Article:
"Without exception every colleague who I have spoken to today and who has contacted me has been very disappointed. Their view is that the Labour Party has stuck with John through very difficult times and serious allegations and they feel that sort of loyalty should be reciprocated."

To date there has been no formal apology from Mr Tamihere for his comments, although the Prime Minister noted there had been some remorse indicated, “in a phone call to me at 6:30am in the morning”.

It was also pointed out that it was Mr Tamihere who needed to take time to reflect, not the Labour Party, implying the ball was in his court.

No ultimatum had been given to Mr Tamihere that he should specifically apologise, the PM said.


The Prime Minister's Understanding Of Tamihere's Conversation with Ian Wishart

The Prime Minister outlined what she considered had occurred between Mr Tamihere and Mr Wishart.

"My understanding when he rang me last Wednesday was that he [Mr Tamihere] had lunch with Mr Wishart and that he understood it was an off the record conversation. Last Wednesday he was aware that Mr Wishart was going to publish and he became somewhat concerned about that."

The Prime Minister never claimed that Mr Tamihere had exceeded more than a glass of wine during his conversation with Mr Wishart though she did state, that in her opinion, Mr Tamihere and Mr Wishart’s conversation, “sounds to me like a long liquid lunch”.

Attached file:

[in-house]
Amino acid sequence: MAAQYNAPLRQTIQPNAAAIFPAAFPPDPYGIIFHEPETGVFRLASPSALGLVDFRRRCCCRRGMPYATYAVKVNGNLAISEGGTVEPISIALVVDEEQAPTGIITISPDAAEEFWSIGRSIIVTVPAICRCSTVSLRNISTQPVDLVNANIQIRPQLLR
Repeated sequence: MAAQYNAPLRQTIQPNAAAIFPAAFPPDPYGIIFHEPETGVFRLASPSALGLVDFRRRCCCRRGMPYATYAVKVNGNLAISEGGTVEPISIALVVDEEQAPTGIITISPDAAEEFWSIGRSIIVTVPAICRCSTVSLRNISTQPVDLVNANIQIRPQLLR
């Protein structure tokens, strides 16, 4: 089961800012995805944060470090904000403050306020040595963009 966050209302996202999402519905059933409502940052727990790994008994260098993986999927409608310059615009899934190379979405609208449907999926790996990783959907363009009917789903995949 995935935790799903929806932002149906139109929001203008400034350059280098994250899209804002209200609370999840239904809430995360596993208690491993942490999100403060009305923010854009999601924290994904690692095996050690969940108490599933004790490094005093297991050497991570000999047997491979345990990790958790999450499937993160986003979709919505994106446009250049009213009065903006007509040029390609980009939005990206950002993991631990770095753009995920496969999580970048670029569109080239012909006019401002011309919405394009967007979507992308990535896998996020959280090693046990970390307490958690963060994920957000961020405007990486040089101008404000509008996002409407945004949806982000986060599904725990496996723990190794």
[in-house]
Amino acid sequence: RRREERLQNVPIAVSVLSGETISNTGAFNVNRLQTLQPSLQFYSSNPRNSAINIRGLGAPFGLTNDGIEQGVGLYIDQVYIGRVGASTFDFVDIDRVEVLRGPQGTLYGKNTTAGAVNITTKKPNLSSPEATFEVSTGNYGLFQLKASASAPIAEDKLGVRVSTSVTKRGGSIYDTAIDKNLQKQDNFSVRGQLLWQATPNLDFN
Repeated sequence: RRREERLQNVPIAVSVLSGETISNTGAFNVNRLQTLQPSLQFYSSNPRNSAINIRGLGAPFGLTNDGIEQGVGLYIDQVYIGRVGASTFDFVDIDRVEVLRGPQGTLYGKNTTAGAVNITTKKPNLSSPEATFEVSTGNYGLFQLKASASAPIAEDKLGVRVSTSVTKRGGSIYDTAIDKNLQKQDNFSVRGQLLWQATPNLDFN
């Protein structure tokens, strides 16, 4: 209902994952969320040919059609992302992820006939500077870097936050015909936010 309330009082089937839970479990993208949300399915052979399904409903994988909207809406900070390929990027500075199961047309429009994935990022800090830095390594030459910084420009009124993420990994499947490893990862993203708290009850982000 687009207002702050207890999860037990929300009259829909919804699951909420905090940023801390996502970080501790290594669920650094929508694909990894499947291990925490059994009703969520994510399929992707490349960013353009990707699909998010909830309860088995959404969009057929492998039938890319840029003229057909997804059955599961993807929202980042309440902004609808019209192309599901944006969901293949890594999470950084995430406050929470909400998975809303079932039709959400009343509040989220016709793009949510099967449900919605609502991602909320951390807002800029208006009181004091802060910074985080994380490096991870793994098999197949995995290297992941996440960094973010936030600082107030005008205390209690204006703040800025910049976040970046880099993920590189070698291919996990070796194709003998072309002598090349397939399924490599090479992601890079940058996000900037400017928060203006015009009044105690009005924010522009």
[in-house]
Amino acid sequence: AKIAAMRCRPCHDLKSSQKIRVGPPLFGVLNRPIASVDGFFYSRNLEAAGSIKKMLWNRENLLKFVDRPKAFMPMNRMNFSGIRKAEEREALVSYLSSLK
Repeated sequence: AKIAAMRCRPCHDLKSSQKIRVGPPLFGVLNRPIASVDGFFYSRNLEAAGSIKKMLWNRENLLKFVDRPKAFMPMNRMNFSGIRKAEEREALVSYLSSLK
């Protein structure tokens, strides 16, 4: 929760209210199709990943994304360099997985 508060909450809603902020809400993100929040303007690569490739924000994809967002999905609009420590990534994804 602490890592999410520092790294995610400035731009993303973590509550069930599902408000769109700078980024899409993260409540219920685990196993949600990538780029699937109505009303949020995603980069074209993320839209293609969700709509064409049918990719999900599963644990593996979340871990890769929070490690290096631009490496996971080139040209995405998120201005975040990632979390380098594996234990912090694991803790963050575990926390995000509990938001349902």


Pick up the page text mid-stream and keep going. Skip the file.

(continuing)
Mr Tamihere’s candour and openness with Mr Wishart was not considered by the Prime Minister to have been particularly politically savvy.

But despite Mr Tamihere’s outspoken interview with Mr Wishart, the Prime Minister played down any suggestions Mr Tamihere would resign. “I don’t think there’s any clear suggestion that he might resign. He’s got a whole lot of options open to him and one is if you want a future in politics to be a team player.”

No-one had yet suggested that Mr Tamihere’s selection should be rescinded according to the Prime Minister.

The Prime Minister appeared confident there was no other Labour MP’s gearing themselves up to let rip in any other national publications. “For these sort of comments you’d be looking in the mirror I would think,” she said referring to Mr Tamihere.


Independent Journalist Fails To Ask Sycophantic Question